{[ promptMessage ]}

Bookmark it

{[ promptMessage ]}

Ch 22 Physics for Scientists and Engineers

Ch 22 Physics for Scientists and Engineers - 22.1 Visualize...

Info iconThis preview shows pages 1–7. Sign up to view the full content.

View Full Document Right Arrow Icon
22.1. Visualize: Please refer to Figure Ex22.1. Solve: (a) (b) The initial light pattern is a double-slit interference pattern. It is centered behind the midpoint of the slits. The slight decrease in intensity going outward from the middle indicates that the light from each of the individual slits is not uniform but slowly decreases toward the edges of the screen. If the right slit is covered, light comes through only the left slit. Without a second slit, there is no interference. Instead, we get simply the spread-out pattern of light diffracting through a single slit, such as in the center of the photograph of Figure 22.2. The intensity is a maximum directly behind the left slit, and—as we discerned from the intensities in the double-slit pattern—the single-slit intensity fades gradually toward the edges of the screen.
Background image of page 1

Info iconThis preview has intentionally blurred sections. Sign up to view the full version.

View Full Document Right Arrow Icon
22.2. Model: Two closely spaced slits produce a double-slit interference pattern. Visualize: The interference pattern looks like the photograph .of Figure 22.3(b). It is symmetrical, with the m = 2 fringes on both sides of and equally distant from the central maximum. Solve: The two paths from the two slits to the m = 2 bright fringe differ by r r r = 2 1 , where r m = = = ( ) = λ λ 2 2 500 nm 1000 nm Thus, the position of the m = 2 bright fringe is 1000 nm farther away from the more distant slit than from the nearer slit.
Background image of page 2
22.3. Model: Two closely spaced slits produce a double-slit interference pattern. Visualize: The interference pattern looks like the photograph of Figure 22.3(b). It is symmetrical with the m = 2 fringes on both sides of and equally distant from the central maximum. Solve: The bright fringes occur at angles θ m such that d m m sin θ λ = m = 0, 1, 2, 3, … = × ( ) × ( ) = sin . θ 2 9 6 2 500 10 50 10 0 02 m m θ 2 = 0.020 rad = × ° = ° 0.020 rad rad 180 1 15 π .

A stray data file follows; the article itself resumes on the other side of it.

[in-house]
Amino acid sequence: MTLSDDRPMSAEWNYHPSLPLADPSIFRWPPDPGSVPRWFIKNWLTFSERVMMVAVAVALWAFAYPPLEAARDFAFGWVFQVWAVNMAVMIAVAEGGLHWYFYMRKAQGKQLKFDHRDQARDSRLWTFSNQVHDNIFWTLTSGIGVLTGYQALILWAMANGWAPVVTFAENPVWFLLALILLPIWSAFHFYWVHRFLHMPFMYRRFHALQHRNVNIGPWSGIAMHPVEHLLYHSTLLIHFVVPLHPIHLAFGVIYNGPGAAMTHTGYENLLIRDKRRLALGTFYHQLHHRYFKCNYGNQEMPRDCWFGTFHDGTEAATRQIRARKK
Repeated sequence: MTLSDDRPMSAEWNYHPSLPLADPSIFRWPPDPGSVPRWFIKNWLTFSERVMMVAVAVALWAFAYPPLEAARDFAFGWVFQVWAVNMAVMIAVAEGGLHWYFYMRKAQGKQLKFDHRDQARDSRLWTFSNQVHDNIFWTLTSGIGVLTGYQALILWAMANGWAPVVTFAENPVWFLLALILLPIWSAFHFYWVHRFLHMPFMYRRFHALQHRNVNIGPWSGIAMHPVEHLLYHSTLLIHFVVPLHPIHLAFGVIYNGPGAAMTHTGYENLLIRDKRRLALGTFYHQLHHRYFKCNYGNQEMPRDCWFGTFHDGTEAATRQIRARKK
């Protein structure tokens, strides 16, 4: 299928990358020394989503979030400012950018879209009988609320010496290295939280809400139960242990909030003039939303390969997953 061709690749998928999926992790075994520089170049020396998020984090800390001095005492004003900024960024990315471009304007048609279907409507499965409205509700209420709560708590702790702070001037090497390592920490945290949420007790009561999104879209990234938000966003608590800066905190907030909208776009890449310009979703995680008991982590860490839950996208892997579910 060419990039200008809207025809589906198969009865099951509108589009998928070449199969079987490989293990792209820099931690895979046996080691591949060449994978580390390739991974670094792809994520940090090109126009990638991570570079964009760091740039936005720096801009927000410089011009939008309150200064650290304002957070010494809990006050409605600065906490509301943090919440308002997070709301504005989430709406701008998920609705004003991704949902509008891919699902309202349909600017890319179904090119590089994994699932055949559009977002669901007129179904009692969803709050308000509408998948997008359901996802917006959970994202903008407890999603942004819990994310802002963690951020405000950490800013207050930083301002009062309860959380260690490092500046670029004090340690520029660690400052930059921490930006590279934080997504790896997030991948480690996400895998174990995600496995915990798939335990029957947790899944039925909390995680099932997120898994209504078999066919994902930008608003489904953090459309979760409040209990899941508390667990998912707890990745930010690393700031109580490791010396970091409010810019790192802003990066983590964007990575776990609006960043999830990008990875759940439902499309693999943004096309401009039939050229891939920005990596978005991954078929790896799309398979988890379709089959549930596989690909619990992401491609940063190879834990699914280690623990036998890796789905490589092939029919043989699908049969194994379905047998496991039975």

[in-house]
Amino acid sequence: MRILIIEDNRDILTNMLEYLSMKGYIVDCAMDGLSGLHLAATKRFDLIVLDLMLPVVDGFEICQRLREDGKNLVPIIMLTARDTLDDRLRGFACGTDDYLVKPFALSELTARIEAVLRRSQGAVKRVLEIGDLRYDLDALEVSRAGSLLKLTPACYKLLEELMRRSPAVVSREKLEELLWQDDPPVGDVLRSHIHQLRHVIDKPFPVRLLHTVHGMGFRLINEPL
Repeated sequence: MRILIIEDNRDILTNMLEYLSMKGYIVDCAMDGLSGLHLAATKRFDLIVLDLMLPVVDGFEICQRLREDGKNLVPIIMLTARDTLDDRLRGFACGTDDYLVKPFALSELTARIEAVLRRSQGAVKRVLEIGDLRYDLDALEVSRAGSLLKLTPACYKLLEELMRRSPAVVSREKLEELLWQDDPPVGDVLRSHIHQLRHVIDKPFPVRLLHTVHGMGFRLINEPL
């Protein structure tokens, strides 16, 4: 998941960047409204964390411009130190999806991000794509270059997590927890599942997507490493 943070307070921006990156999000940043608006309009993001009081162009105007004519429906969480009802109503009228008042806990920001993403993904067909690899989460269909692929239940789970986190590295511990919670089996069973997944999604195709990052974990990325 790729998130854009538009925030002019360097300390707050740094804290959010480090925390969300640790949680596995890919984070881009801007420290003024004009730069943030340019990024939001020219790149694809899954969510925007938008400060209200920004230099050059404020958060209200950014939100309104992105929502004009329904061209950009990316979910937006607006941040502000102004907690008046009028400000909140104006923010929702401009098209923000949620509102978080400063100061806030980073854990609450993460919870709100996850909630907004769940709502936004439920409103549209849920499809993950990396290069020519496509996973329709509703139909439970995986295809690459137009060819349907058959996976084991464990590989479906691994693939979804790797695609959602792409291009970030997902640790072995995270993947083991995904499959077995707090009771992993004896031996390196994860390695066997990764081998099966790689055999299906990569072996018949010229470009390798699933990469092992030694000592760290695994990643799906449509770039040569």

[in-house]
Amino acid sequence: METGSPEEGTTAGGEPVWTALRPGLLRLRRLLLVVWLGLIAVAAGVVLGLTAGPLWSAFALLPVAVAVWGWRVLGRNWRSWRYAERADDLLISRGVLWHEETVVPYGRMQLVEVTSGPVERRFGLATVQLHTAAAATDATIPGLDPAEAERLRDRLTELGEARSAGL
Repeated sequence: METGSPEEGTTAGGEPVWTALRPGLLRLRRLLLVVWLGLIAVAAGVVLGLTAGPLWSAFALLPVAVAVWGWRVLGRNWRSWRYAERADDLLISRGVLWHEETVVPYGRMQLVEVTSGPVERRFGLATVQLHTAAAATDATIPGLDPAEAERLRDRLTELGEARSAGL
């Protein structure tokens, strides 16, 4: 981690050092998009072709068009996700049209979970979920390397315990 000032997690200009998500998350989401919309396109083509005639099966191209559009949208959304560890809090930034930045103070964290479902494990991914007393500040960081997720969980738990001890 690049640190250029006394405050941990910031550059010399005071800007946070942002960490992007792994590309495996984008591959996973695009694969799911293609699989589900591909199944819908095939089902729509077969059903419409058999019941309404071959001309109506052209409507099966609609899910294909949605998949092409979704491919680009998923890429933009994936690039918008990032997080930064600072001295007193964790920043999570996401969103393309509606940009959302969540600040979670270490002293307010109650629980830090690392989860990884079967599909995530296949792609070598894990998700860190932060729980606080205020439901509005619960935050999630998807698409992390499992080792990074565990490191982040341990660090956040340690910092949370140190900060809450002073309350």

Background image of page 3

Info iconThis preview has intentionally blurred sections. Sign up to view the full version.

View Full Document Right Arrow Icon
22.4. Model: Two closely spaced slits produce a double-slit interference pattern. Visualize: The interference pattern looks like the photograph of Figure 22.3(b). Solve: The fringe spacing is y L d d L y = = = × ( ) × ( ) × λ λ 589 10 150 10 4 0 10 9 2 3 m m m . = 0.221 mm
Background image of page 4
22.5. Model: Two closely spaced slits produce a double-slit interference pattern. Visualize: The interference pattern looks like the photograph of Figure 22.3(b). Solve: The dark fringes are located at positions given by Equation 22.9: ′ = + ( ) y m L d m 1 2 λ m = 0, 1, 2, 3, … ′ − ′ = + ( ) + ( ) y y L d L d 5 1 1 2 1 2 5 1 λ λ 6 0 10 4 60 10 0 20 10 3 2 3 . . × = × ( ) × m m m λ λ = 500 nm
Background image of page 5

Info iconThis preview has intentionally blurred sections. Sign up to view the full version.

View Full Document Right Arrow Icon
22.6. Model: Two closely spaced slits produce a double-slit interference pattern. Visualize: The interference pattern looks like the photograph of Figure 22.3(b). Solve: The formula for fringe spacing is y L d = λ 1 8 10 600 10 3 9 . × = × ( ) m m L d L d = 3000 The wavelength is now changed to 400 nm, and L d , being a part of the experimental setup, stays the same.
Background image of page 6
Image of page 7
This is the end of the preview. Sign up to access the rest of the document.

{[ snackBarMessage ]}